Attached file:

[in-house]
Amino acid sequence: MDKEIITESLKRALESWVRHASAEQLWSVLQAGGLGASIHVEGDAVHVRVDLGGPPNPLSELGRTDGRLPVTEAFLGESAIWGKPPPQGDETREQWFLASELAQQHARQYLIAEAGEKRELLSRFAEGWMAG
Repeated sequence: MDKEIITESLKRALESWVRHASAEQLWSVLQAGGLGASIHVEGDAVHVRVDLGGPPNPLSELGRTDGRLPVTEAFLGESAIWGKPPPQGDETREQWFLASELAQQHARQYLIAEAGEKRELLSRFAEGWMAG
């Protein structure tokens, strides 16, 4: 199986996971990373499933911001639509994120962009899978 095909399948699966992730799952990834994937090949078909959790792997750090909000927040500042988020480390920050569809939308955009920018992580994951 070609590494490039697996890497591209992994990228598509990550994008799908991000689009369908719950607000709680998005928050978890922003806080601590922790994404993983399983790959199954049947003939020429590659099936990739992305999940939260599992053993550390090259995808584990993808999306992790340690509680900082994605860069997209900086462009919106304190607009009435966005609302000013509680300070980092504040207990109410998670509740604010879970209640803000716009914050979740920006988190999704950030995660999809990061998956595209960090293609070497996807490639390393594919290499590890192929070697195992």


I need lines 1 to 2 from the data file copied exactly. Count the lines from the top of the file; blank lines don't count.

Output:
[in-house]
Amino acid sequence: MDKEIITESLKRALESWVRHASAEQLWSVLQAGGLGASIHVEGDAVHVRVDLGGPPNPLSELGRTDGRLPVTEAFLGESAIWGKPPPQGDETREQWFLASELAQQHARQYLIAEAGEKRELLSRFAEGWMAG